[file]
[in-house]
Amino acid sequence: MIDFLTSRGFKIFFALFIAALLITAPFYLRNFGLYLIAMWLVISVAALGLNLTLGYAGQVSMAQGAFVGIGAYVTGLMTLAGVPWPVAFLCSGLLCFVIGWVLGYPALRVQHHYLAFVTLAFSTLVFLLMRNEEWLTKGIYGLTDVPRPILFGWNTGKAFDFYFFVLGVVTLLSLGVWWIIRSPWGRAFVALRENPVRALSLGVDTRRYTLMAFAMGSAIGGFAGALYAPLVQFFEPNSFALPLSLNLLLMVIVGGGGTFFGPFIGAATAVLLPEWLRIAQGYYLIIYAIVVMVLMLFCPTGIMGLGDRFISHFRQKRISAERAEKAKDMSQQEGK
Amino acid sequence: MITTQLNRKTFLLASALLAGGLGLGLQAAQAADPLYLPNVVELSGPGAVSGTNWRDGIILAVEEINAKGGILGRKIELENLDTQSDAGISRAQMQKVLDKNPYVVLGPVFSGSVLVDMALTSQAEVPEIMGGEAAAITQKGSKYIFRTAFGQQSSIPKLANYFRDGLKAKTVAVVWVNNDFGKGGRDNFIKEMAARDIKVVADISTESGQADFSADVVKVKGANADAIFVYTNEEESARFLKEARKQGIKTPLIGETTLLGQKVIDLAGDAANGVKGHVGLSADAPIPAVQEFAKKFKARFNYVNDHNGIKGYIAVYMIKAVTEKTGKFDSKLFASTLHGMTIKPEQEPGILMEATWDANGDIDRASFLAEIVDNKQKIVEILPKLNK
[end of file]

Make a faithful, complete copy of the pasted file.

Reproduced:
[in-house]
Amino acid sequence: MIDFLTSRGFKIFFALFIAALLITAPFYLRNFGLYLIAMWLVISVAALGLNLTLGYAGQVSMAQGAFVGIGAYVTGLMTLAGVPWPVAFLCSGLLCFVIGWVLGYPALRVQHHYLAFVTLAFSTLVFLLMRNEEWLTKGIYGLTDVPRPILFGWNTGKAFDFYFFVLGVVTLLSLGVWWIIRSPWGRAFVALRENPVRALSLGVDTRRYTLMAFAMGSAIGGFAGALYAPLVQFFEPNSFALPLSLNLLLMVIVGGGGTFFGPFIGAATAVLLPEWLRIAQGYYLIIYAIVVMVLMLFCPTGIMGLGDRFISHFRQKRISAERAEKAKDMSQQEGK
Amino acid sequence: MITTQLNRKTFLLASALLAGGLGLGLQAAQAADPLYLPNVVELSGPGAVSGTNWRDGIILAVEEINAKGGILGRKIELENLDTQSDAGISRAQMQKVLDKNPYVVLGPVFSGSVLVDMALTSQAEVPEIMGGEAAAITQKGSKYIFRTAFGQQSSIPKLANYFRDGLKAKTVAVVWVNNDFGKGGRDNFIKEMAARDIKVVADISTESGQADFSADVVKVKGANADAIFVYTNEEESARFLKEARKQGIKTPLIGETTLLGQKVIDLAGDAANGVKGHVGLSADAPIPAVQEFAKKFKARFNYVNDHNGIKGYIAVYMIKAVTEKTGKFDSKLFASTLHGMTIKPEQEPGILMEATWDANGDIDRASFLAEIVDNKQKIVEILPKLNK